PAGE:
However, the driver and front passenger will be sure to enjoy the new Airwave system which allows warm air to be channelled up to the front head restraints and onto the neck. Safety-wise, in addition to the usual front airbags, there are chest and pelvis side airbags and the world-first head airbag, so the new 308 CC is a reassuringly safe car. With full- or part-leather upholstery and high-quality detailed stitching, the new 308 CC looks a class act.

The body is stronger, with improved torsional rigidity, so when the roof is down the body-wobbles have more or less gone. Incidentally, the motorised two-part folding roof takes 20 seconds to open or close and can be operated at speeds of up to 7.5mph.

The ride height has been lowered over that used for the 307 CC, so the road holding is generally good but our poor UK roads do at times send shudders through the bodyshell. Perhaps softer suspension settings might be more appropriate for what is, after all, a 'cruiser' rather than a sports car. All CC models have electronic control stability, alloy wheels, air conditioning and electrically-operated windows and door mirrors as standard.

During the media's first drive event last week we had the opportunity to try 308 CCs fitted with the 1.6-litre 150 THP petrol engine with the six-speed manual gearbox as well as the 2.0-litre HDI 136 turbodiesel unit with the new six-speed automatic transmission.

Both engines are well known so I will not dwell too much on them. The high mileage business user will almost certainly opt for the 136bhp diesel unit with the autobox because the vehicle is responsive and tireless to drive as well as being relatively economical on fuel. While this unit officially returns 40.4mpg, the 140bhp version of this engine with the manual gearbox produces significantly less CO2 (155g/km instead of 185g/km) and its fuel economy is much better — 47.9mpg. On test and driven over busy south coast roads, our auto transmission coupe returned 35.7mpg. The traditional 'clatter' of a diesel engine with the roof down was not at all intrusive.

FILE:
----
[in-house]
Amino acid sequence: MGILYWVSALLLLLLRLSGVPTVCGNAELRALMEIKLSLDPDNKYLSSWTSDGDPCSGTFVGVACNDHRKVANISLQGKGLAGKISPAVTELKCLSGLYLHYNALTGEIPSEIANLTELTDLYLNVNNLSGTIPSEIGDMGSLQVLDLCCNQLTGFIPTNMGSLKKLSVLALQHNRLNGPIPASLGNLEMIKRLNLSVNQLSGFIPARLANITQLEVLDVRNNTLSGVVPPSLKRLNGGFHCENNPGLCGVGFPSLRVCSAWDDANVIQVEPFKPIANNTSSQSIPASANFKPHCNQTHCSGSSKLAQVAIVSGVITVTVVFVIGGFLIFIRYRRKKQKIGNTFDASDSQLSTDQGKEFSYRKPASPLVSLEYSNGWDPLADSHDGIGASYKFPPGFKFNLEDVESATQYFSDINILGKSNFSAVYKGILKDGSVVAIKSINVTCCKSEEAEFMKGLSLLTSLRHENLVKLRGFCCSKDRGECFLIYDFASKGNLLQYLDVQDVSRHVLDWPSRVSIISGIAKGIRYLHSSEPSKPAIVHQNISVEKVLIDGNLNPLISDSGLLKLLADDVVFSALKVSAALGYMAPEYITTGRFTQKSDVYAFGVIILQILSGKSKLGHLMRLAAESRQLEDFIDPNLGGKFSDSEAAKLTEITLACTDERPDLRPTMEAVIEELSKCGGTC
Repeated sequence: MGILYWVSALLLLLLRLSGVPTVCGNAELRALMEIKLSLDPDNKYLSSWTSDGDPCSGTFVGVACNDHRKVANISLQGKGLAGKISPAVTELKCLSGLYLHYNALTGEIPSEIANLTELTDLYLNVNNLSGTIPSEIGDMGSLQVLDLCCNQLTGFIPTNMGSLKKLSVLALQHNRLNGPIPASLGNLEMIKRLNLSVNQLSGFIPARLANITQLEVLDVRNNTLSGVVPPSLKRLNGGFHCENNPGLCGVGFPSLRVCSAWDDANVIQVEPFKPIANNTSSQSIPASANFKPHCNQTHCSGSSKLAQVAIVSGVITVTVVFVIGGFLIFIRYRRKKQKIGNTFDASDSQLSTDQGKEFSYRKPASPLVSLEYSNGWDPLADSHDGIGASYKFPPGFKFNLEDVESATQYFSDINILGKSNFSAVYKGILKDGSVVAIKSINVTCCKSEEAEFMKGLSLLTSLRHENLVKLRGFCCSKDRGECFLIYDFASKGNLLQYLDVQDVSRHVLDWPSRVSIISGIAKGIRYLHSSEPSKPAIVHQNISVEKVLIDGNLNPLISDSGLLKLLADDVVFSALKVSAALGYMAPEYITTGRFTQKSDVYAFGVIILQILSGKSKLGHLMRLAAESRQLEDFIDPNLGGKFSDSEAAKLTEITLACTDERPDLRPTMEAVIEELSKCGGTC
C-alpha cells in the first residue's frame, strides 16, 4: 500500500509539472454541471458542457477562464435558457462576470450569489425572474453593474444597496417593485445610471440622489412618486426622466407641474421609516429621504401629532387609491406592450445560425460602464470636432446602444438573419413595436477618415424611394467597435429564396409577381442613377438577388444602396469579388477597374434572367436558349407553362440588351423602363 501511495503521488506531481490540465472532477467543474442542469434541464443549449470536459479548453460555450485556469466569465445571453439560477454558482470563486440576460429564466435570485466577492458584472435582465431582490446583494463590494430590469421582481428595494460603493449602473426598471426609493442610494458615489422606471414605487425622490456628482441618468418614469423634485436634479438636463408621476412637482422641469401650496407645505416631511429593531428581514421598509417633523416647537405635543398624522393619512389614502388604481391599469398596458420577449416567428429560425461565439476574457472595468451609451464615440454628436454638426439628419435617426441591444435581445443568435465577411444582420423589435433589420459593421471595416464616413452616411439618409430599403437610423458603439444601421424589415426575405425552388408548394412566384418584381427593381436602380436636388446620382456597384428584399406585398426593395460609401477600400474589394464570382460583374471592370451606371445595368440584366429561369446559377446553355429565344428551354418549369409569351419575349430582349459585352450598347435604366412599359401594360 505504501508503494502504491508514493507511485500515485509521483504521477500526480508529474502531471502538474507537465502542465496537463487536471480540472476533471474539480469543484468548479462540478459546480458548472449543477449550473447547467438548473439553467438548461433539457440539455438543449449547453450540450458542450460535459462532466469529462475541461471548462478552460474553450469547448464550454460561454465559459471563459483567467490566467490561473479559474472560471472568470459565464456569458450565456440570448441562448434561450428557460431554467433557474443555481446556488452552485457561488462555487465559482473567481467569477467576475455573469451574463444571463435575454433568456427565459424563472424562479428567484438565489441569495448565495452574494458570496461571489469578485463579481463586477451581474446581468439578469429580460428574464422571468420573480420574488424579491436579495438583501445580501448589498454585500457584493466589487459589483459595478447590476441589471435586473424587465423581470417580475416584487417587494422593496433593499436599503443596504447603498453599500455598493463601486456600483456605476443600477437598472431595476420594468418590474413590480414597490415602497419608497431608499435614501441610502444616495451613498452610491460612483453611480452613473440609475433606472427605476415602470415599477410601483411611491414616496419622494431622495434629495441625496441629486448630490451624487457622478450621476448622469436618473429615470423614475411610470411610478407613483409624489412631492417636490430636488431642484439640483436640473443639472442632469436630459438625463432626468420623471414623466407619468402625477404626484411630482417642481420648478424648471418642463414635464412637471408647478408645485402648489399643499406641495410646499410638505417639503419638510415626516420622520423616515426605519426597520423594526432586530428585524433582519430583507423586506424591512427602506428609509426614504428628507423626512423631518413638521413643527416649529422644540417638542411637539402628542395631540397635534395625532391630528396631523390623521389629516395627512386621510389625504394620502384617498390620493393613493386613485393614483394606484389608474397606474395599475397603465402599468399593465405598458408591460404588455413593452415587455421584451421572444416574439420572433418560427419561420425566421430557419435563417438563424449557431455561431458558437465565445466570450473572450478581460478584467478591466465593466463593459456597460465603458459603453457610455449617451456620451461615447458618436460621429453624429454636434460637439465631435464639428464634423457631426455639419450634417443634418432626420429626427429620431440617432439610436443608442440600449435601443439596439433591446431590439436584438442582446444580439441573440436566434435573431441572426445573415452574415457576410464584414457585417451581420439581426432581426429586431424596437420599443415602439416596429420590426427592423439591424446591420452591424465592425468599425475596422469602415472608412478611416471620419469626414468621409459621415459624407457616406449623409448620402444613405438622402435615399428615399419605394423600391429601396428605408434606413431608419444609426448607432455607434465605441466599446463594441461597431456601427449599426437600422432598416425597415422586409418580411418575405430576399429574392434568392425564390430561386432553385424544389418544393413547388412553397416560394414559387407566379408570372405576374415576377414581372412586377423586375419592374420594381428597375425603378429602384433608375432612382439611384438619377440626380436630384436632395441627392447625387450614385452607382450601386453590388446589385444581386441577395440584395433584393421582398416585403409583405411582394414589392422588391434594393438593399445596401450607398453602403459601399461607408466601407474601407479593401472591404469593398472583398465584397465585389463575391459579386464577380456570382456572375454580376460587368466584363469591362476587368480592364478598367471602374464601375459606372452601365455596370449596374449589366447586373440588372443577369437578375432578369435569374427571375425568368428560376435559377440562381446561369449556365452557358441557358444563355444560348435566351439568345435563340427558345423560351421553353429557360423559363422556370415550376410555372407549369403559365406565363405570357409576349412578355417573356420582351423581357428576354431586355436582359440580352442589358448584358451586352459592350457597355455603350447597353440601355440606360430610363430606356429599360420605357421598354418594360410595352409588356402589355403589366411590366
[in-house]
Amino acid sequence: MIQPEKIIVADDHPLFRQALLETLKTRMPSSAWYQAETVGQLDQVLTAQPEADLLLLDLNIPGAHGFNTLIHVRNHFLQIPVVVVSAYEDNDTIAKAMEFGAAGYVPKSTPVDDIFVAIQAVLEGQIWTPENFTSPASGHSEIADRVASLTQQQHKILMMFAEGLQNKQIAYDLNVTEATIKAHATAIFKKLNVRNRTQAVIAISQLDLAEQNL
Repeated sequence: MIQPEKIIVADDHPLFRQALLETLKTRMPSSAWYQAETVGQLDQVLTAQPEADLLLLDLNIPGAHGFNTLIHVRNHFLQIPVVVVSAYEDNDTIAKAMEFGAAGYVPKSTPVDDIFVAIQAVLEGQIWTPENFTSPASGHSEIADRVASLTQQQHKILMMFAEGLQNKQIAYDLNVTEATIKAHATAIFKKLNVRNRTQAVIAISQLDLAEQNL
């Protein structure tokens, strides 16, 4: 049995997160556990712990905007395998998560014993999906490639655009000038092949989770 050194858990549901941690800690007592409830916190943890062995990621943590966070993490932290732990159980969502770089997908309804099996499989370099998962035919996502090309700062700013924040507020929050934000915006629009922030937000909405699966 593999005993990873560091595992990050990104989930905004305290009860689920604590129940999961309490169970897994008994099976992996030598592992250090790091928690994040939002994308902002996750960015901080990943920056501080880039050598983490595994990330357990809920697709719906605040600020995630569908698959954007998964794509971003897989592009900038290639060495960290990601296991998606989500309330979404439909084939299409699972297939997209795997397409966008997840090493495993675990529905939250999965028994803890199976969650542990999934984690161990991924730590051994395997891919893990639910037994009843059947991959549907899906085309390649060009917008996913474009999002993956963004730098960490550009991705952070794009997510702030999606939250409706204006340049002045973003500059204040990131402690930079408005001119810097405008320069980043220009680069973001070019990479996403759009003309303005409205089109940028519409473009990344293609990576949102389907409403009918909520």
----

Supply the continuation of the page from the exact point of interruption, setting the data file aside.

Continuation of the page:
Pick of the bunch, however, is the 1.6-litre THP 150 turbocharged petrol unit — it's quiet and responsive. Maximum torque of 180lb ft is produced from only 1,400rpm and officially it will return 37.7mpg, so it offers almost diesel-like performance. The test model returned 33.5mpg — good for a car of this size and weight given that much of our driving involved dicing with dawdling south coast drivers seemingly all enjoying the recent sunshine. Top speed is 134mph and 0-62mph takes 10.5 seconds meaning that this particular 308 CC has the 'go' to go with the stylish good looks.

While new 308 CC customers can expect a firm ride, they'll also find much improved quality and safety features and enjoy a better driving experience with the beautifully-responsive 1.6 THP petrol engine. And given the Airwave temperature-controlled neck heating system (that's also found in seriously more expensive Mercedes convertibles), CC could now also stand for Cosseting and Comfortable. — David Miles

Peugeot 308 CC GT 1.6 THP 150
| 23,495
Maximum speed: 134mph | 0-62mph: 10.5 seconds | Overall test MPG: 33.5mpg
Power: 150bhp | Torque: 180lb ft | CO2 177g/km | Insurance group 14